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Chief Justice James Prendergast and the administration of New Zealand colonial justice, 1862-1899

The New Zealand legal system during the nineteenth-century was in a state of rapid change and constant turmoil. After the signing of the Treaty of Waitangi between Maori and the British Crown in 1840, British immigration to New Zealand began in earnest. As a British colony, New Zealand gradually acquired the British legal system and adapted it to suit the colonial environment. These adaptations resulted in conflict with Maori and eventually the supremacy of British law in New Zealand. This thesis explores the role of James Prendergast in helping to create the colonial New Zealand legal system. Prendergast served as Attorney-General of New Zealand from 1865 to 1875 and Chief Justice of New Zealand from 1875 to 1899. Firstly, the English background of Prendergast is analysed and provided as a context for his actions in New Zealand. Then, Prendergast’s rise to power in New Zealand is explored, focusing primarily on his roles as Attorney-General and Chief Justice. Particular attention is paid to Prendergast’s relationship with Maori, his enduring legacy in New Zealand statute and case law and the relationship between English law and the colonial New Zealand legal system. The recent vilification of Prendergast by modern scholars is detailed, especially in relation to Prendergast’s decision in the case, Wi Parata v Bishop of Wellington (1877). Finally, an assessment is made of Prendergast’s life, legacy and influence in New Zealand legal history. Several important conclusions are reached through the study of the life of James Prendergast. Through his words, actions and judgments, Prendergast played a highly influential role in the development of the New Zealand legal system. Prendergast is more than just the two-dimensional figure that he has become in modern scholarship. Many of Prendergast’s actions that were considered successful by contemporary colonial society are also the actions for which Prendergast is now criticised by modern New Zealand society. A clash has occurred between the standards of the past and the views of the present. This thesis also proffers the argument that the English legal system was of overwhelming importance in the development of the New Zealand legal system and the administration of colonial justice. The central problem in adapting the English system to the New Zealand environment was the inflexibility of the law in the face of indigenous people’s rights. Prendergast was a product of Victorian England and failed to come to terms with Maori society. While he was a competent judge who left a legacy of common law precedent, Prendergast’s main success was as an administrator and leader of the colonial legal environment. While the Wi Parata decision of 1877 was legally dubious, it is misleading to judge Prendergast's career solely by this one decision. James Prendergast is a pivotal figure in the study of nineteenth-century New Zealand legal history. He has left a legacy of legal precedent and jurisprudential controversy. This judicial biography provides an account of his successes and failures throughout his long and eventful life.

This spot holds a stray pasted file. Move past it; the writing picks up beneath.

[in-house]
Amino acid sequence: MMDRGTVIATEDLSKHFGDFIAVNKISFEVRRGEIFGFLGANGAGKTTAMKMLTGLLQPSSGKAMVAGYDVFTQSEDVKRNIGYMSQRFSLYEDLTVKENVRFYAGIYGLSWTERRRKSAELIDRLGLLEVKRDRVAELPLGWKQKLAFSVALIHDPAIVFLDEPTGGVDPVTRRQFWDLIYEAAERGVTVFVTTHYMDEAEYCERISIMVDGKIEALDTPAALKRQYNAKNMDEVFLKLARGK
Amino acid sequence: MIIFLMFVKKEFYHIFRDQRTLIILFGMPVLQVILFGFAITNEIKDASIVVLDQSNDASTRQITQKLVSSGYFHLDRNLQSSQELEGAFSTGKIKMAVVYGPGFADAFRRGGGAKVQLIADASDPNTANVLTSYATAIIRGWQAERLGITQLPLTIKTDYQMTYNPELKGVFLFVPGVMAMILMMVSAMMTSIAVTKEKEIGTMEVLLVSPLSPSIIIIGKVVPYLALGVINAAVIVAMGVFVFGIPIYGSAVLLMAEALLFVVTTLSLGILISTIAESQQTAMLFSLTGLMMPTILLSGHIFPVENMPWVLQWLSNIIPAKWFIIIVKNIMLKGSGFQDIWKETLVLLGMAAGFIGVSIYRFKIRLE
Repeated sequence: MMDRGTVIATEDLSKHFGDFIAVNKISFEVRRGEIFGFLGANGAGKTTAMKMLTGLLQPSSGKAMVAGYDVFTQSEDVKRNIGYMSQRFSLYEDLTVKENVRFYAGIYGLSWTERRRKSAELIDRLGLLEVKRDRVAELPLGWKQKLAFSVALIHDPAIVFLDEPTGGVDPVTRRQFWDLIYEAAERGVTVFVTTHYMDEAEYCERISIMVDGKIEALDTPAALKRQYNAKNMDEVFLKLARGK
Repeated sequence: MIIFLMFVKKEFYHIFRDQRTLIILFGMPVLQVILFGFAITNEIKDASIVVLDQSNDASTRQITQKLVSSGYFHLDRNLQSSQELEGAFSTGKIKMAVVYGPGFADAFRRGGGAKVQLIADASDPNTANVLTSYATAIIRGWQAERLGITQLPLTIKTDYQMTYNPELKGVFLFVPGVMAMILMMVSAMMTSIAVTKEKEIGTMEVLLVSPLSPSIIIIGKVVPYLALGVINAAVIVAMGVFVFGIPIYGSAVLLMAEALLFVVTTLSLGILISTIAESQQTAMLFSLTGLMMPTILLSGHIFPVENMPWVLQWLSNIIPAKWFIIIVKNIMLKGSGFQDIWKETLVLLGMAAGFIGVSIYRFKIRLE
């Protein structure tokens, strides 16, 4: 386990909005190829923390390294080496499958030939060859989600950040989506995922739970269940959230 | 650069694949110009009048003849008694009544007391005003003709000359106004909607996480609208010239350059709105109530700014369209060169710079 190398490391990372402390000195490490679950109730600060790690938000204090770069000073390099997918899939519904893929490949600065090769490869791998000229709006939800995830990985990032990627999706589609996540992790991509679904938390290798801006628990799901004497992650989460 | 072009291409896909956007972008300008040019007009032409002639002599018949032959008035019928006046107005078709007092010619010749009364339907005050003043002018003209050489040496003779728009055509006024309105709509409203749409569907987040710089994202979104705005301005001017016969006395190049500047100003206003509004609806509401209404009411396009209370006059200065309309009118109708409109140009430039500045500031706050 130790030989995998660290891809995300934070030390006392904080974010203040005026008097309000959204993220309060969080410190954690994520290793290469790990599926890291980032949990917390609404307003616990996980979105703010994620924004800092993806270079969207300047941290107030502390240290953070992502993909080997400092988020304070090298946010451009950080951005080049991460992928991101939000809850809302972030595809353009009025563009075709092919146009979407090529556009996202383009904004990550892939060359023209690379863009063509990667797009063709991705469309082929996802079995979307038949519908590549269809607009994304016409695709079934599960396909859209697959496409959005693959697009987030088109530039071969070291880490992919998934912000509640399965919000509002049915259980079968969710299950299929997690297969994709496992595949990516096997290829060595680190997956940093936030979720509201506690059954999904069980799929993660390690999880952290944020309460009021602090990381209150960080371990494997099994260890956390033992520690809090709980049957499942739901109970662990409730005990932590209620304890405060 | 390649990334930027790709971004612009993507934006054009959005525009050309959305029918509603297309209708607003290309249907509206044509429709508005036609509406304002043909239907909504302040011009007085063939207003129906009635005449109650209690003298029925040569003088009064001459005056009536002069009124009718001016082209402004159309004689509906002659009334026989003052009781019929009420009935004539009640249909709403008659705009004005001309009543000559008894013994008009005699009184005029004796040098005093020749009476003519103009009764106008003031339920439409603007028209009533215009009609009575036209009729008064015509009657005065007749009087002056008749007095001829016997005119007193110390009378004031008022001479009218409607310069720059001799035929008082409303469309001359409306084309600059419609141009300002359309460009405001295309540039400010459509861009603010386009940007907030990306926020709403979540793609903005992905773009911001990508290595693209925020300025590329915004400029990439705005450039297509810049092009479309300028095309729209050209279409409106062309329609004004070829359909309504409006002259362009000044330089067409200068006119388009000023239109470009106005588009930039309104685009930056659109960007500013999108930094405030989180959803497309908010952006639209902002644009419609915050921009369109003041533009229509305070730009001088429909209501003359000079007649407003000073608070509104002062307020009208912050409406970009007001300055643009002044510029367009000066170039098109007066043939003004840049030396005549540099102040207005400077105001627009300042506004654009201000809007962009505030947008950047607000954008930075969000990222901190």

Type of thesis
Morris, G. H. (2001). Chief Justice James Prendergast and the administration of New Zealand colonial justice, 1862-1899 (Thesis, Doctor of Philosophy (PhD)). The University of Waikato, Hamilton, New Zealand. Retrieved from https://hdl.handle.net/10289/14387
The University of Waikato
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